It's the economy stupid

Jason McMillen |

James Carville was the lead strategist of the Presidential campaign for Bill Clinton when he defeated G. H.W. Bush in 1992.  His slogan – It’s the economy stupid – is frequently used today to described why a weak an economy can be detrimental to any presidential bid.  Ironically, Carville is married to a political consultant who worked for G. H. W. Bush on his campaign.  They have a rule, so it is said, that they never discuss politics.


James Carville gave Bill Clinton three themes to run his 1992 presidential campaign against the recently deceased George H. W. Bush.


1)  It’s the economy stupid.

2)  Change vs. more of the same.

3)  Don’t forget healthcare.


The first theme became the de-factor slogan of the Clinton campaign, much like Trump’s “Make American Great Again”.  Carville felt that the recession (Q3 ‘90 – Q1 ’91) would be Bush’s greatest weakness, and many political strategists believe that Carville was largely correct.  Clinton did win.


In my view, I think that for Trump to be successful in a 2nd presidential election bid, he will need a healthy economy.  Historically, trade wars / tariffs have been, based on historical analysis, economic losers for all participants. 


The Smoot-Hawley tariffs of 1930 are widely considered one of the causes of the Great Depression, among many other bad decisions by political leaders.  A petition was signed in 1930 by over 1,000 leading economists not to enact the tariffs.  Henry Ford spent an evening at the White House telling President Hoover to veto the bill.  J.P. Morgan’s top man, Thomas Lamont, paraphrasing – “nearly went down on his knees to beg Hoover to veto the asinine tariffs…”  


Willis Hawley and Reed Smoot, pictured above in 1929, largely get credit for exacerbating the impact of the Great Depression.  Their successful pursuit of tariffs in 1929, which was also the top of the stock market for three decades, preceded the Great Depression of the 1930s.  The Smoot-Hawley Tariff Act became law in 1930.  Tariffs have long been considered “bad policy”. 



I know that I have clients on both sides of the political spectrum.  I do not pretend to understand political science, but I do have a good education in economics and finance, as well as three decades working in these industries.  I do think I have special insight into our financial markets and how the ups and downs affect the average investor.  We went through it together. 


In general, both parties blame the Fed, Wall Street and our trading partners for our economic struggles.  I suggest, in my humble estimation, and I cannot prove it, that maybe politics and politicians in the U.S. on both sides are making things more difficult for Americans because they cannot come to any compromise on positive policies that would make us more competitive.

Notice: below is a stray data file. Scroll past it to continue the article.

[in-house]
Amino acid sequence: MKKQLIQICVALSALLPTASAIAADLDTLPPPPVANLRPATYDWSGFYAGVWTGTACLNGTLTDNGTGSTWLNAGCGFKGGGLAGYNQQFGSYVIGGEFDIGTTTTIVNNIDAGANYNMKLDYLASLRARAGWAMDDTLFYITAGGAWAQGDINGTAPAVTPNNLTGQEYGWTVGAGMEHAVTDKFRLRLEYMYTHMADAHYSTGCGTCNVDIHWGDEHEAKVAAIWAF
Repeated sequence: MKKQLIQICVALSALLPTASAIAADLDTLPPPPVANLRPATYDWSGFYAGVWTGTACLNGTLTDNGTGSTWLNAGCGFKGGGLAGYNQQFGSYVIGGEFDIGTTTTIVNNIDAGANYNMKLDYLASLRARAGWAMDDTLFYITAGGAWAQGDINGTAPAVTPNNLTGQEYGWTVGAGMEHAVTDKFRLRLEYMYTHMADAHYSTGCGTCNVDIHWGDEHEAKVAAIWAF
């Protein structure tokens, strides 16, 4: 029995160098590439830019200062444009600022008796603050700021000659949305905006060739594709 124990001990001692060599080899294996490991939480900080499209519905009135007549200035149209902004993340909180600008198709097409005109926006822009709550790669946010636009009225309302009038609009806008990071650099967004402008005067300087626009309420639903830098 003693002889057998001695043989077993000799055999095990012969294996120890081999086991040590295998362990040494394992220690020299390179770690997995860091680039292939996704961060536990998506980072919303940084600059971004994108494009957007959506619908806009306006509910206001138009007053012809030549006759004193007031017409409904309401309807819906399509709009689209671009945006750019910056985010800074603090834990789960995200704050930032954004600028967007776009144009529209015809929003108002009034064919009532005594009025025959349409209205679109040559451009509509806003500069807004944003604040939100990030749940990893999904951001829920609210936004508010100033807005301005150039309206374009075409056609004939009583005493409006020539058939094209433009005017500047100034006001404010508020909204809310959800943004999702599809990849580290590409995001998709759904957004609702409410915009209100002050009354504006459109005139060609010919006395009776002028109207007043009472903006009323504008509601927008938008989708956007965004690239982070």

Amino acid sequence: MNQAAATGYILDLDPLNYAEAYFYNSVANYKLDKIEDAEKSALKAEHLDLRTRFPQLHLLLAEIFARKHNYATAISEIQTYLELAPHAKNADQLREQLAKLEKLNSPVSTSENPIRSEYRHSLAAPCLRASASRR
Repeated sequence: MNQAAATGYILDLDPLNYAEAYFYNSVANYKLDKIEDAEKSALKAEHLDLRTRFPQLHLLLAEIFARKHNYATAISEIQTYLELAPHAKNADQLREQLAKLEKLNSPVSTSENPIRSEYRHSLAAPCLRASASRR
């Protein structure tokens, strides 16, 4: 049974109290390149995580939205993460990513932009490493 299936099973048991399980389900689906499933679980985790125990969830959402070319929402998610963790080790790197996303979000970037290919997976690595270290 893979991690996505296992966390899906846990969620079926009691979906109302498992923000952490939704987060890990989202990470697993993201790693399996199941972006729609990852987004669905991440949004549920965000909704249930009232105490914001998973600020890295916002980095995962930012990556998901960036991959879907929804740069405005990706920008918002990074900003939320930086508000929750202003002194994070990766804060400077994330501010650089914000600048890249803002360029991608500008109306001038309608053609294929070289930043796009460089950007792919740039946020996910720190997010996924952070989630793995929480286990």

As far as I am concerned, tariffs will not achieve a long-term positive outcome.  I have written many things explaining that protectionism, of which tariffs are a primary tool in that kind of economic policy, have generally not produced positive economic outcomes.


Hopefully, the Trump administration can work out deals with our trading partners that unleash positive economic outcomes.   At the same time, I am very nervous that the policies of the current administration will decrease trade, create trade disruptions and force U.S. corporations to make decisions in terms of investments, production and trade, that will reduce profits in the short-term, and perhaps the longer term.  This could be potentially bad for investment returns which is what you pay us to think about.


In the long-term, what the Trump administration is asking for would be great for Americans.  Unfortunately, our trade partners do not see it as we see it.  Even if we don’t think it, we are among the richest countries in the world.  Even if a large amount of American’s are struggling to participate in the economic success of our nation, the other countries we negotiate with probably don’t care about them.  These countries have they their own problems. 


I watched a good movie lately called Bridge of Spies starring Tom Hanks.  The story that Spielberg, Hanks and Joel and Ethan Cohen tell us, is about a complex relationship between the U.S., East Germany and the Soviet Union.  I don’t know how “accurate” this story is.  It is a movie.  I don’t treat movies as fact.  Movies are entertainment.  The crux of this story is that relationships between countries is very complex.